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True Crime

The Mystery of Allison Baden-Clay

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The peaceful, leafy green hamlet of Brookfield, in Brisbane, Australia, is a slice of rural heaven nearby the hustle and bustle of the city. At least it was…

On the 20th of April, 2012, at 7:30 a. m., the calm was destroyed by a phone call that would shatter the safe suburban aura that pervaded the postcode of 4069. The call was from Gerard Baden-Clay. His wife and mother of their three young children, Allison Baden-Clay, was missing, and had last been seen by her husband at 10 p. m. when she reportedly went for a late night walk.

A small team of police officers responded quickly to the call and obviously discovered something suspicious, because by the next day, the Baden-Clay home had become a crime scene and with more than 140 SES and Police involved, this was the start of one of the biggest searches in Queensland since the abduction of Daniel Morcombe.

Next thing I knew, SES crews were knocking on my door, asking why our rubbish bins were out, and whether or not we had seen anything strange in them! It was at that moment I realised the massive scale of this search and became increasingly interested in this terrible story.

On the 30th of April, the news we all dreaded came. Allison had been found by a canoeist, dead, under a bridge, 20 minutes drive from her home. The police made a statement informing the media that the investigation was no longer a missing persons case and was now being dealt with by the homocide squad. This of course, just fueled the rumour mill even more, and it appeared that Gerard Baden-Clay was being trialled by the media. Stories circulated that Gerard had been having an affair, that his business was going under, and that Allison had a huge life insurance policy, it all seemed endless. But everyone had to admit that Gerard was acting a little strangely…

I find it telling that at no point the Dickies (Allison’s parents) and Gerard had been seen together, not even in the very early hours after she was reported missing.

The Dickies made an emotional, desperate public plea for help at a full-on news conference – he made a brief statement outside his parents place where he talked about himself. “I’ve done everything ….” At some point he also spoke about “my daughters” before Allison was found. Freudian slip?

My other half wonders if he isn’t guilty and whether police are deliberately letting everything point to him while they stitch up the evidence to catch the right person. Maybe Gerard thought someone else was responsible, and explained it all when he first reported Allison missing, and that’s why the search kicked off so quickly?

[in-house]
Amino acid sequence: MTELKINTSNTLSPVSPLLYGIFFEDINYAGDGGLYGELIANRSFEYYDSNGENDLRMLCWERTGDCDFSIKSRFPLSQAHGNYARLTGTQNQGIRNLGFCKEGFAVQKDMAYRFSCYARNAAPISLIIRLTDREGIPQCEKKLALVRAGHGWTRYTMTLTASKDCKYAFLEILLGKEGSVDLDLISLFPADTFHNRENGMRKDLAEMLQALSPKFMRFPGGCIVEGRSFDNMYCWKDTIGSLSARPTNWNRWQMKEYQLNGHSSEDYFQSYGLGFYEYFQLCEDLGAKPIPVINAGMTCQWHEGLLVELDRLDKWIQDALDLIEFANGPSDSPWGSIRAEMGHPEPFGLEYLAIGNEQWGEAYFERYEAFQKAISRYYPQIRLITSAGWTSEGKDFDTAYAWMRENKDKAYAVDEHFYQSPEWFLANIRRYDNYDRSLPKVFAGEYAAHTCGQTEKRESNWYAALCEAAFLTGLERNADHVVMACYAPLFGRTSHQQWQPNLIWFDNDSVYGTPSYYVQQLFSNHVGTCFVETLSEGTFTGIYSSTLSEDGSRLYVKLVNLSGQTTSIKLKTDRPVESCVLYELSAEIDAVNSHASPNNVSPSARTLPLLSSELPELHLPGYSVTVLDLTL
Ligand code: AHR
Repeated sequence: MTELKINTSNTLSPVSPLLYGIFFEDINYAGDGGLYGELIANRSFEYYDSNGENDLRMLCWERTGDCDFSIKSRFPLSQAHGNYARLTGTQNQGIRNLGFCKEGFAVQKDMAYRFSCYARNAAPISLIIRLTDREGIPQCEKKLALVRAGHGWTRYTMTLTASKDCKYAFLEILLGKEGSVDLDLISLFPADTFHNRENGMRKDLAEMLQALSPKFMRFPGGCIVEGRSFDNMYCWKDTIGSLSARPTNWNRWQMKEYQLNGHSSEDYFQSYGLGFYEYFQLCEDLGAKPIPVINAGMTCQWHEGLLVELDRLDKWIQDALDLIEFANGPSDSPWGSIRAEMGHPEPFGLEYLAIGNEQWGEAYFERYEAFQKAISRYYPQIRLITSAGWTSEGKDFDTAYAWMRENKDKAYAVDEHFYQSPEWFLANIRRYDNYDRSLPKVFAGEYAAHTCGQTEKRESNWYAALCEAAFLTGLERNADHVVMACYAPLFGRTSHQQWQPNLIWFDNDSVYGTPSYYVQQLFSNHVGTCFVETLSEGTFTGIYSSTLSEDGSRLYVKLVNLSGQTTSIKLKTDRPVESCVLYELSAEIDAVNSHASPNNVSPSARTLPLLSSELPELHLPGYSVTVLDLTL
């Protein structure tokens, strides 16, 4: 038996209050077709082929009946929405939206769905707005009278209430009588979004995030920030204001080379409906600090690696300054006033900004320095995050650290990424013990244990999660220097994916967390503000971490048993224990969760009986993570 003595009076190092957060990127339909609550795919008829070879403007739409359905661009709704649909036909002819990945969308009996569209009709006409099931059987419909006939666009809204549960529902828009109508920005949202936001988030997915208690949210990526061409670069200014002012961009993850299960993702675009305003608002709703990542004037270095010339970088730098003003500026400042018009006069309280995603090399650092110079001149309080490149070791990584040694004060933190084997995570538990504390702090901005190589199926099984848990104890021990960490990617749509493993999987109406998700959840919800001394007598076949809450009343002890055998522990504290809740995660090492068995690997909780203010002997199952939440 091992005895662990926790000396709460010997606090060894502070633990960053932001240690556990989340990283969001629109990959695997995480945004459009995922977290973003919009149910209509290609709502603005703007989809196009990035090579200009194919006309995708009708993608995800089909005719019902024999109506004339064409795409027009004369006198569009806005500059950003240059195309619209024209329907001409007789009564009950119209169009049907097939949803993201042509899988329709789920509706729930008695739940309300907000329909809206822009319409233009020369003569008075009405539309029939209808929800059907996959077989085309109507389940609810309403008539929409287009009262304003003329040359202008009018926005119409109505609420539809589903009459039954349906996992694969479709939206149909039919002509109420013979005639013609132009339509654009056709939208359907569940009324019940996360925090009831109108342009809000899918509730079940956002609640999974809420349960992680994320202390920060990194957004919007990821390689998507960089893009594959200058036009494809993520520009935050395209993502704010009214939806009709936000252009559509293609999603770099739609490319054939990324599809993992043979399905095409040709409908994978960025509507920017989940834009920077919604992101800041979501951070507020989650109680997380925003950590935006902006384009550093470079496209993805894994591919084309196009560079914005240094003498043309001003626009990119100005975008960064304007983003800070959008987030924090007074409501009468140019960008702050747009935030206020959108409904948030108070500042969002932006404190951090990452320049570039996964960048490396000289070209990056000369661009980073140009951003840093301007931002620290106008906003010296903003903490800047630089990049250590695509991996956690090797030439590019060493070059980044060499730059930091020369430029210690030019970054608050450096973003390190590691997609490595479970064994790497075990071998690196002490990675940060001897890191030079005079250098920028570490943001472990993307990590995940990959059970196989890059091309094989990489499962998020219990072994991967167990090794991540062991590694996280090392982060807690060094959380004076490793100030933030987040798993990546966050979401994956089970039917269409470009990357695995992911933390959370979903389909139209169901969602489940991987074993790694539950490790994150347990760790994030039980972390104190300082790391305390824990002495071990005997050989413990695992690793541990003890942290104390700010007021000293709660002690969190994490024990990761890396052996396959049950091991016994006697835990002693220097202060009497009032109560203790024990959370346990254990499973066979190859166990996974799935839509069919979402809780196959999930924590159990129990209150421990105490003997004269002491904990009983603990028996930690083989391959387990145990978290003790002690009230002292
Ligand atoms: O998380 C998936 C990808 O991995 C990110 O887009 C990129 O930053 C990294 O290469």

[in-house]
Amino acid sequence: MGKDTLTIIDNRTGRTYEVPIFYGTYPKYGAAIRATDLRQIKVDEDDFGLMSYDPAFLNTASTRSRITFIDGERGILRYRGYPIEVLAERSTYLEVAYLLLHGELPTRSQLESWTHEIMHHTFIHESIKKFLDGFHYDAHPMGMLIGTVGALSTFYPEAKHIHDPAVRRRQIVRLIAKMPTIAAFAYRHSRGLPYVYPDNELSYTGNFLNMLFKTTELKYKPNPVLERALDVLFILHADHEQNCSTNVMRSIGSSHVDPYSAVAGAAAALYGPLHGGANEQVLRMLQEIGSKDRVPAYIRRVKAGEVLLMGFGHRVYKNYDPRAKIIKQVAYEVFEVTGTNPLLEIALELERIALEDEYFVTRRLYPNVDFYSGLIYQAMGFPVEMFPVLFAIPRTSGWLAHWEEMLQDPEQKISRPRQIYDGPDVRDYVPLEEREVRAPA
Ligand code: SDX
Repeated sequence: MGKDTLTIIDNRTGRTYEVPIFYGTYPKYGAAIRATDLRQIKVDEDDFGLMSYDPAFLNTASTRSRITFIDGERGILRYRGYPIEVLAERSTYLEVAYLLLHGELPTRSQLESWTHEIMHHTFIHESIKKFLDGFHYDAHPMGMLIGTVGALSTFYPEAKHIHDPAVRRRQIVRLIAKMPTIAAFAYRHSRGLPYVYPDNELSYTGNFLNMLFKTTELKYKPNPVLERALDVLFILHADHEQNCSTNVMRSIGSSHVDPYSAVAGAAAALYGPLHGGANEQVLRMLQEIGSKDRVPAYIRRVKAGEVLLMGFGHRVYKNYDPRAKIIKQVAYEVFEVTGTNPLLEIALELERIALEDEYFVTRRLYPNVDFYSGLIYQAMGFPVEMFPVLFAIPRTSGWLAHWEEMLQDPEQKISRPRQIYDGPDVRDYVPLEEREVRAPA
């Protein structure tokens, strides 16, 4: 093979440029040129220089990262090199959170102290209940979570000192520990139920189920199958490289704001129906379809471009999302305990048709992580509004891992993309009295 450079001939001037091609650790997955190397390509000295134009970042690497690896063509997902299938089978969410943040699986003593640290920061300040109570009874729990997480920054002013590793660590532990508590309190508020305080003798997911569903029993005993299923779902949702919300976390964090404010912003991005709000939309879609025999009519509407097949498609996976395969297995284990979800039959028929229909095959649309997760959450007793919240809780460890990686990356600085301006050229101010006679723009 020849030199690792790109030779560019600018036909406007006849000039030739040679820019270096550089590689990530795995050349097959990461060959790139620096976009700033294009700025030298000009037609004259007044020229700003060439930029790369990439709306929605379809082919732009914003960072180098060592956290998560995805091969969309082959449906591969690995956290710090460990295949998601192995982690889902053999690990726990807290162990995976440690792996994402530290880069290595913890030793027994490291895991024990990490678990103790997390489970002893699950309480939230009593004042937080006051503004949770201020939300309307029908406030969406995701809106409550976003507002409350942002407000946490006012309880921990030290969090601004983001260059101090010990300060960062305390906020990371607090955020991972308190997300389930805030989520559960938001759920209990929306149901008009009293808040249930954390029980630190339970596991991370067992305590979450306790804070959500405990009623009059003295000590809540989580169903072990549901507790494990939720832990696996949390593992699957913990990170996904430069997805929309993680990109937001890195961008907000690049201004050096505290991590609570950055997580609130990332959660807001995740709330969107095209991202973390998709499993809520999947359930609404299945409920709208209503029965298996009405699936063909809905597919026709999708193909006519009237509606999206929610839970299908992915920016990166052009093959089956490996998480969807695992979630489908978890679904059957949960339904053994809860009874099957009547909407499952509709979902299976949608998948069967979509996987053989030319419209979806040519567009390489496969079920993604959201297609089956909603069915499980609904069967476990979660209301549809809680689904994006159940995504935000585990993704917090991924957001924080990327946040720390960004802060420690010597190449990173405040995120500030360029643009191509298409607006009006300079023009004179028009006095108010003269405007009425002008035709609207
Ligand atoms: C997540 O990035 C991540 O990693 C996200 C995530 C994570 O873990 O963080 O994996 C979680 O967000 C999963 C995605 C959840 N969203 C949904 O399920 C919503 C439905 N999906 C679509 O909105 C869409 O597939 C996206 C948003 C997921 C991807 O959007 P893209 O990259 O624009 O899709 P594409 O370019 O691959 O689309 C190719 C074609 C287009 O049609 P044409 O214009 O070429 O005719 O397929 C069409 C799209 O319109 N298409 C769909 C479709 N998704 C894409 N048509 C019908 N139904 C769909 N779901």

Curiously, on the day Allison’s body was found, Gerard Baden-Clay obtained a senior barrister (Peter Davis SC) whose specialty is dealing with murder cases and dismissing evidence.
Peter Davis worked on the first significant DNA-based case in QLD. That case was the murder-rape case of R v Fletcher. Peter Davis, acting on behalf of the defendant, skillfully argued that even if the jury believed beyond reasonable doubt that the DNA evidence at the crime scene matched his client’s, it did not prove that the accused was the offender. In addition to that, he also argued that if there was only DNA evidence against the accused, a judge cannot convict them. The most famous case, however, that Mr Davis was involved in, would be the tragic one of Deirdre Kennedy – the murder and rape case of a toddler found on the roof of a toilet block in Ipswich.
You might ask yourself why on earth a man would hire a lawyer this talented (and expensive) just for “dealings with police and media”! Perhaps, he is expecting to be represented in court by this barrister in the near future…

In my opinion, what’s most horrifying about this case is that Allison was a typical QLD mother and could easily have been the girl next door or a family friend across the street. For now, we wait, and pray that Allison’s killer is brought to justice…

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About Myles

The name is Myles Holley, which I've to admit doesn't quite have that Bond-James-Bond ring to it. As to who I am, I could tell you but then I would have to kill you. In all seriousness though, I am a student studying Law and Journalism, and started this blog because my lecturer told me that I should. But don't get me wrong, I will blog with just as much (if not more) passion and devotion as somebody who started a blog because they wanted to...